Arthropods as Carriers of Fungal Wood-Rotting Pathogens in Pome and Stone Fruit Orchards. A. W. Helton, Department of Plant, Soil and Entomological Sciences, University of Idaho, Moscow 83843. J. B. Johnson, and R. D. Dilbeck. Department of Plant, Soil and Entomological Sciences, University of Idaho, Moscow 83843. Plant Dis. 72:1077. Accepted for publication 12 September 1988. Copyright 1988 The American Phytopathological Society. DOI: 10.1094/PD-72-1077D.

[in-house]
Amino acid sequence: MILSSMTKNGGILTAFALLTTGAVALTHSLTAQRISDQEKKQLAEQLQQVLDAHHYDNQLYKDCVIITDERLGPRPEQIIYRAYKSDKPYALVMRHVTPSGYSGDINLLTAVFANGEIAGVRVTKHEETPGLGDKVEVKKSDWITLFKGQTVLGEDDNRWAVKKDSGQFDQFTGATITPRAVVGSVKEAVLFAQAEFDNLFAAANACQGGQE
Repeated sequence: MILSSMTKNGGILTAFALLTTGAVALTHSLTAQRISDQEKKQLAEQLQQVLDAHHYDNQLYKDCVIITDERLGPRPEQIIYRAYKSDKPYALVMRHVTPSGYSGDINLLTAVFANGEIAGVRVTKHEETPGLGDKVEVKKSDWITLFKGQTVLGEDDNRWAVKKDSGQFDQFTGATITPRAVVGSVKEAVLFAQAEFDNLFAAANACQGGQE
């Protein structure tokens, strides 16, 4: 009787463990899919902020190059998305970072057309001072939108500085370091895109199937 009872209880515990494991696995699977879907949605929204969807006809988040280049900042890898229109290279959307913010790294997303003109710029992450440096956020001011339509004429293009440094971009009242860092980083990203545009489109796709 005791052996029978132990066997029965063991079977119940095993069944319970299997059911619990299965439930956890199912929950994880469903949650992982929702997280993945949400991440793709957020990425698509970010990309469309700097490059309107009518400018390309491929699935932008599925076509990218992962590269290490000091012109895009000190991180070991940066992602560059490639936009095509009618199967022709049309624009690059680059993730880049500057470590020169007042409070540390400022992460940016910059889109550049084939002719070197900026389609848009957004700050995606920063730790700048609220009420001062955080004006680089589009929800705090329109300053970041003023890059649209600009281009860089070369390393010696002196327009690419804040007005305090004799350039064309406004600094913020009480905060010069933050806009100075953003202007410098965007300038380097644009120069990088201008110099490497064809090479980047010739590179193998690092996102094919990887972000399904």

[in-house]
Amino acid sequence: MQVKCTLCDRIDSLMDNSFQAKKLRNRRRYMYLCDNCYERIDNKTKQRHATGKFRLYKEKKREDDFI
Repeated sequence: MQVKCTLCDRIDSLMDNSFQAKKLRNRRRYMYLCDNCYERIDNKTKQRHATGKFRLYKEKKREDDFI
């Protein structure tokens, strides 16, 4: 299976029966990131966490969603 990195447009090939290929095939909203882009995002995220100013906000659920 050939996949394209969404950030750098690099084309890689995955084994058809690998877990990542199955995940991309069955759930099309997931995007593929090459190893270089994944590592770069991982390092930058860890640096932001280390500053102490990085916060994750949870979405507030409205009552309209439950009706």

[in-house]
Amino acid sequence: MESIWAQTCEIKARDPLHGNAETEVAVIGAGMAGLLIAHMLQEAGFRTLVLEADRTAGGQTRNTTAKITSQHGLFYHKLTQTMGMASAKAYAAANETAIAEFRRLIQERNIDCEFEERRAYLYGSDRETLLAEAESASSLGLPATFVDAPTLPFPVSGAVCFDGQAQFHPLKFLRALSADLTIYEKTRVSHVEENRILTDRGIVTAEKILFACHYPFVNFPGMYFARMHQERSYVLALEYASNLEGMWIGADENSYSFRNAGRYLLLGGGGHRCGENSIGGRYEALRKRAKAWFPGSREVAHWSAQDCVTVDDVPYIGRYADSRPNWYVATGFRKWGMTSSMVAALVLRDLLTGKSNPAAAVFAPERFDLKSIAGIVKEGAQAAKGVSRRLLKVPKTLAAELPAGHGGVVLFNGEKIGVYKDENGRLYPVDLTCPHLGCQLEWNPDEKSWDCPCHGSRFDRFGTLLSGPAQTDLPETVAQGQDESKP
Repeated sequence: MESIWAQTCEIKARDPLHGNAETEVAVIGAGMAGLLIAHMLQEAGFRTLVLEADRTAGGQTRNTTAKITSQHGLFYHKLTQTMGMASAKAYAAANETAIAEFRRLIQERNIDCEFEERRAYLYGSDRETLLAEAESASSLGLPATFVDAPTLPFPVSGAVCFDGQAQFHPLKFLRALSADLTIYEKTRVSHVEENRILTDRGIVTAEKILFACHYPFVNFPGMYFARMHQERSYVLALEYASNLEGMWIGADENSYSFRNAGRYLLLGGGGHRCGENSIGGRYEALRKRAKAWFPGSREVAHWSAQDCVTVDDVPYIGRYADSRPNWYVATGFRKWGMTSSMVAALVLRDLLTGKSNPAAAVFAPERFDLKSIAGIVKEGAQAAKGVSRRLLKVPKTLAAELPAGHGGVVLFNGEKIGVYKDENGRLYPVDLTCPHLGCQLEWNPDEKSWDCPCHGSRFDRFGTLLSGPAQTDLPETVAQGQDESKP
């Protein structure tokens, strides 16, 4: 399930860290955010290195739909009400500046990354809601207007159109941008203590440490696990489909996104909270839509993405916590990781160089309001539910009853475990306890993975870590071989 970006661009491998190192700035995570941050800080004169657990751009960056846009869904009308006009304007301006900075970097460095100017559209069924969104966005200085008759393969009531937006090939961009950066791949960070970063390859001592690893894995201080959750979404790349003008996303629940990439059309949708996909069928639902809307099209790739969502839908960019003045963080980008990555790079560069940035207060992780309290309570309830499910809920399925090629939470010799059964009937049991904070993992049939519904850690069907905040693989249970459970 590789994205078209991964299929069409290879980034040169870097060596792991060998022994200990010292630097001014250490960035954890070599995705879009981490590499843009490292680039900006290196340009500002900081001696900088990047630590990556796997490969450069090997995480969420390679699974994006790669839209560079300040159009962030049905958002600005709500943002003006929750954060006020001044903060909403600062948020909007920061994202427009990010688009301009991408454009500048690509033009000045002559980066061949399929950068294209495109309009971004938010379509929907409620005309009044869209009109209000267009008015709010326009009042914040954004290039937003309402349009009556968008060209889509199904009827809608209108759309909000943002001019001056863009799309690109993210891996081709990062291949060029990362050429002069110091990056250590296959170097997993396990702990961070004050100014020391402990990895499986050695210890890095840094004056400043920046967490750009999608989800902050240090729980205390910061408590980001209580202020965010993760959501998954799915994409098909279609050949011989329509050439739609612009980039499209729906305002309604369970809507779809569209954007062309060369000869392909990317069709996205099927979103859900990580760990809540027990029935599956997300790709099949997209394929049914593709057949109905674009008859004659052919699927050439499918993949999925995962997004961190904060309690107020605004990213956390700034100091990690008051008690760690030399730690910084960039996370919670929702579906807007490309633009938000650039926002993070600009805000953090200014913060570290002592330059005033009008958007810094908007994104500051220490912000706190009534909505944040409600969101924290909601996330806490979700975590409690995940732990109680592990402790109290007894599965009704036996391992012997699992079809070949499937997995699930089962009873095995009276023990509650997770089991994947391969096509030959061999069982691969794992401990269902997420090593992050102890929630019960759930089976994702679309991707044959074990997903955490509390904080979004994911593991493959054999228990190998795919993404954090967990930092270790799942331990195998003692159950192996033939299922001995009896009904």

Arthopods were collected six times between bloom and fall frost in Idaho orchards. Propagules of Coriolus versicolor (L. ex Fr.) Quel., C. zonatus (Nees. ex Fr.) Quel. Fl. Myc., Fomitopsis pinicola (Sw. ex Fr.) Karst. Krit. Fin. Basidsv., Ganoderma applanatum (Pers. ex. Wallr.) Pat., and/or Linzities trabea Pers. ex Fr. occurred on 13.2% of 167 ladybird beetles (Hippodamia convergens Guerin-Meneville and Coccinella novemnotata Herbst.), 12.8% of hunting spiders (Microphantidae, Lycosidae, and Salticidae), 19.4% of 36 lygus bugs (Lygus spp.), 23.5% of 34 honeybees (Apis mellifera L.) 32% of 25 March flies (Bibio sp.) and 4.4% of 361 miscellaneous insects. Ladybugs and hunting spiders (15 of each per test) artificially contaminated with F. pinicola were caged on broken spurs, scraped branches, or broken branches of 3-yr old monarch peach (Prunus persica (L.) Batsch) trees. After 251 days, wounds in cages with contaminated ladybugs and spiders had developed advancing internal necroses in 40 and 100, 100 and 80, and 100 and 100% of the three kinds of wounds, respectively; the pathogen was reisolated. Uncontaminated arthropods yielded no infections. These data suggest that orchard arthropod may play an important role in disseminating orchard wood-rot pathogens.